Instead, the case law system they built is a combination of a large foundation model pre- and post-trained on all of U.S. case law and a case law search system that the model leverages.

It uses a combination of legal specific data preprocessing, hybrid search, pre-training, post-training, multi-stage reasoning, retrieval and custom fine-tuned embeddings, and legal specific answer postprocessing, Weinberg said.

“At a high level, the system we’ve developed performs legal research much like an associate would, taking a complex research query and performing case law searches, analyzing the results and eventually synthesizing all the information to provide an accurate result for the users,” Weinberg said.

“We’ve built a number of legal-specific solutions for the search and answer system including extracting citation graphs, procedural posture, and fact patterns from cases to improve search and detecting case hallucinations, inconsistent arguments, and instances of weak case support in answers.”

This legal research model can be used for traditional research and will also be able to be used for more complex workflows, such as cross-jurisdictional surveys, brief drafting, issue spotting in large sets of discovery or investigative documents, and litigation risk analysis.

Harvey also plans to partner with government entities to use these models to advance access to justice by making case law more accessible.

Already, the company has partnered with court officials in Singapore to help pro se litigants in small claims cases get answers to their legal questions in order to better understand their potential claims or defenses.

PWC Partnership

Through its partnership with PwC, Harvey is developing a series of custom built models focused on the areas in which PwC has domain expertise – tax, legal and human resources. While Harvey provides the AI technology, PwC provides both the intellectual property and the domain experts to fine tune and train these models.

As these models are developed, Harvey and PwC will jointly go to market with them, both selling them through their own channels. These will be sold a separate, standalone products, not part of the bundles described above.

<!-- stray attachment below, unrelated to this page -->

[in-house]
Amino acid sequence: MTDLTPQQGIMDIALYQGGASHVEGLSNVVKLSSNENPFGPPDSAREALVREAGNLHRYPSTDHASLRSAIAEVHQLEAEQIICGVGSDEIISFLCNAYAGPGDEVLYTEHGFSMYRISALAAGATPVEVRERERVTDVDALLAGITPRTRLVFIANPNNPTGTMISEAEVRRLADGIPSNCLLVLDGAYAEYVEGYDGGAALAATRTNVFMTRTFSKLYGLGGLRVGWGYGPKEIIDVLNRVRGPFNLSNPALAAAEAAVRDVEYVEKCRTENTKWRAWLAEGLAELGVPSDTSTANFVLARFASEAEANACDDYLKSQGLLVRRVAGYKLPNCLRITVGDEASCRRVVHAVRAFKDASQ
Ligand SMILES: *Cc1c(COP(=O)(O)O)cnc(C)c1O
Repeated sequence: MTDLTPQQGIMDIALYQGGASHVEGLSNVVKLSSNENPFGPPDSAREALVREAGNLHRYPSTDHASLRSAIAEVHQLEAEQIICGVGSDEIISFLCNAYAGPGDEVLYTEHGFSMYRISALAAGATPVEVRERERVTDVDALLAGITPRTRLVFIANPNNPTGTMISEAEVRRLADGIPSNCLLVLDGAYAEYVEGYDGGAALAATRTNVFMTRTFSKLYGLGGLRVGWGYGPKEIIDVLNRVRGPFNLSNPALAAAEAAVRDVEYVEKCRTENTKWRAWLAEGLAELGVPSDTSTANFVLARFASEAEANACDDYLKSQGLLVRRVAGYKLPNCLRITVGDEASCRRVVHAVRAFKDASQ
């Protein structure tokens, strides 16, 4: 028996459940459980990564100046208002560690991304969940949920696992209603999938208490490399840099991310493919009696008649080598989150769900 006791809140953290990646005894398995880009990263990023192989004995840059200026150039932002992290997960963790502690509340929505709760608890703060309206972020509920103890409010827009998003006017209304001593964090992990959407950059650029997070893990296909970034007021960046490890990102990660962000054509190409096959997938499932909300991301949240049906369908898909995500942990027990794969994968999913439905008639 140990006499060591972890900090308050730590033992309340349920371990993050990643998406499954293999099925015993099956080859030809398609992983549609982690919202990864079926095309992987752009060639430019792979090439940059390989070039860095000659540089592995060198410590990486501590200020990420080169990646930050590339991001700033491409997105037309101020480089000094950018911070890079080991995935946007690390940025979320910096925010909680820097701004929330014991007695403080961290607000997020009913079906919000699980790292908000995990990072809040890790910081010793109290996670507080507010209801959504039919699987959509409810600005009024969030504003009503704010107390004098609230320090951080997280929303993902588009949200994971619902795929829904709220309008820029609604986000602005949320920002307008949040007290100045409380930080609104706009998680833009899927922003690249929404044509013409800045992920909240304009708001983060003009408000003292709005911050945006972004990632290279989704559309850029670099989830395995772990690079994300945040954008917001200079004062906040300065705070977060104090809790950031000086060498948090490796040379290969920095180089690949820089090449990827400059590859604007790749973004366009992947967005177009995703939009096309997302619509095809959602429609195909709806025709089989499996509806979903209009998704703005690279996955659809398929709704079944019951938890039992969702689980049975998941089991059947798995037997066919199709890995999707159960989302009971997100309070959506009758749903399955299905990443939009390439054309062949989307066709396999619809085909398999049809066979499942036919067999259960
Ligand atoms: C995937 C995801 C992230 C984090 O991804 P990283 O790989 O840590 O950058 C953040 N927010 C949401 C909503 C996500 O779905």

The Vault product is being designed to enable customers to use generative AI to explore large collections of thousands of documents, either by asking natural language questions of the documents (“Ask Query”) or performing specific tasks against the set, such as finding and summarizing certain language (“Review Query”).

For example, Weinberg said, over a set of 1,000 master service agreements, an Ask Query might be, “Has the company ever executed an MSA with Oracle?” A Review Query could be, “Create a chart showing me every contract that has change-of-control provisions and, for those that do, tell me if the contract allows for termination on a change of control.”

Custom Models for Large Firms

Even as it develops these new products to makes its technology more widely accessible, Harvey is continuing to build products for large law firms.

Specifically, it is building a platform that allows firms to securely train generative AI systems on all their private data, integrate with their existing legal tech software and workflows, and continuously learn from their legal workforce.

“Unfortunately, it isn’t as simple as training a single model on all their documents,” Weinberg said. “Doing so would result in data leakage.”

“Instead, we are building a suite of tools that allow law firms to train, evaluate and deploy generative AI systems that respect data privacy, ethical walls, and client privacy while still being highly accurate and performant,” he said.

For its largest partners, Weinberg said, Harvey is building “hyper specialized” systems for their most complex use cases.

With PwC, for example, Harvey is building foundation models in every tax jurisdiction that can answer complex tax questions over tax codes and legislation as well as perform tax due diligence and more complex scenario-based evaluations, Weinberg said.

“This system is integrated within PwC’s broader tax practice and our models leverage PwC’s other third-party vendors, their IP, and their internal software solutions and can produce reports in their historical format.”

Weinberg said that, given the complexity of such a project, the development cost could exceed $5 million, “but we are starting to find ways to provide more affordable versions to our clients and hope to do so more as we scale.”

Hiring Loads of Lawyers